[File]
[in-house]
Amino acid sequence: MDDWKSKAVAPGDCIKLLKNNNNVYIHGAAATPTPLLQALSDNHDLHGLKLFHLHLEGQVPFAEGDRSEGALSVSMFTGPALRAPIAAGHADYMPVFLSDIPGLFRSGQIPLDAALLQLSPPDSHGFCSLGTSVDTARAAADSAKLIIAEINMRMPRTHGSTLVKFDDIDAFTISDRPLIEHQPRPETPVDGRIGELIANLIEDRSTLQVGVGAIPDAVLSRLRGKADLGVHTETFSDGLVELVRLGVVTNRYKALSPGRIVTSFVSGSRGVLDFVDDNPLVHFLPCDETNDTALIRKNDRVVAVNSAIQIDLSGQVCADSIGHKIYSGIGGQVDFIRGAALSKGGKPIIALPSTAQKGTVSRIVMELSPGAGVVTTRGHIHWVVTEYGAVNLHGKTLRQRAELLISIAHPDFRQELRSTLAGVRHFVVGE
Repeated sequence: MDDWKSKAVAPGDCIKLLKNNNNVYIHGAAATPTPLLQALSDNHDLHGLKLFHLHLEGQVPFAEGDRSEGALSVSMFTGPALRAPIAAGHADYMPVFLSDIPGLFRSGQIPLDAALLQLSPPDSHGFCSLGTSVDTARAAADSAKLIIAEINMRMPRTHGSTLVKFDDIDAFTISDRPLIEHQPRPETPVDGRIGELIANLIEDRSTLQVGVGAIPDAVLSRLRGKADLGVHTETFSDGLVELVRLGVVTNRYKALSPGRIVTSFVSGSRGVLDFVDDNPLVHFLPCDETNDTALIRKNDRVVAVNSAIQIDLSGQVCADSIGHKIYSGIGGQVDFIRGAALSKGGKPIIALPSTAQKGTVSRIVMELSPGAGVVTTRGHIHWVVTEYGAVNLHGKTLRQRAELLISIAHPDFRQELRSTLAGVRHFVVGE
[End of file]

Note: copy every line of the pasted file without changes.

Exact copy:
[in-house]
Amino acid sequence: MDDWKSKAVAPGDCIKLLKNNNNVYIHGAAATPTPLLQALSDNHDLHGLKLFHLHLEGQVPFAEGDRSEGALSVSMFTGPALRAPIAAGHADYMPVFLSDIPGLFRSGQIPLDAALLQLSPPDSHGFCSLGTSVDTARAAADSAKLIIAEINMRMPRTHGSTLVKFDDIDAFTISDRPLIEHQPRPETPVDGRIGELIANLIEDRSTLQVGVGAIPDAVLSRLRGKADLGVHTETFSDGLVELVRLGVVTNRYKALSPGRIVTSFVSGSRGVLDFVDDNPLVHFLPCDETNDTALIRKNDRVVAVNSAIQIDLSGQVCADSIGHKIYSGIGGQVDFIRGAALSKGGKPIIALPSTAQKGTVSRIVMELSPGAGVVTTRGHIHWVVTEYGAVNLHGKTLRQRAELLISIAHPDFRQELRSTLAGVRHFVVGE
Repeated sequence: MDDWKSKAVAPGDCIKLLKNNNNVYIHGAAATPTPLLQALSDNHDLHGLKLFHLHLEGQVPFAEGDRSEGALSVSMFTGPALRAPIAAGHADYMPVFLSDIPGLFRSGQIPLDAALLQLSPPDSHGFCSLGTSVDTARAAADSAKLIIAEINMRMPRTHGSTLVKFDDIDAFTISDRPLIEHQPRPETPVDGRIGELIANLIEDRSTLQVGVGAIPDAVLSRLRGKADLGVHTETFSDGLVELVRLGVVTNRYKALSPGRIVTSFVSGSRGVLDFVDDNPLVHFLPCDETNDTALIRKNDRVVAVNSAIQIDLSGQVCADSIGHKIYSGIGGQVDFIRGAALSKGGKPIIALPSTAQKGTVSRIVMELSPGAGVVTTRGHIHWVVTEYGAVNLHGKTLRQRAELLISIAHPDFRQELRSTLAGVRHFVVGE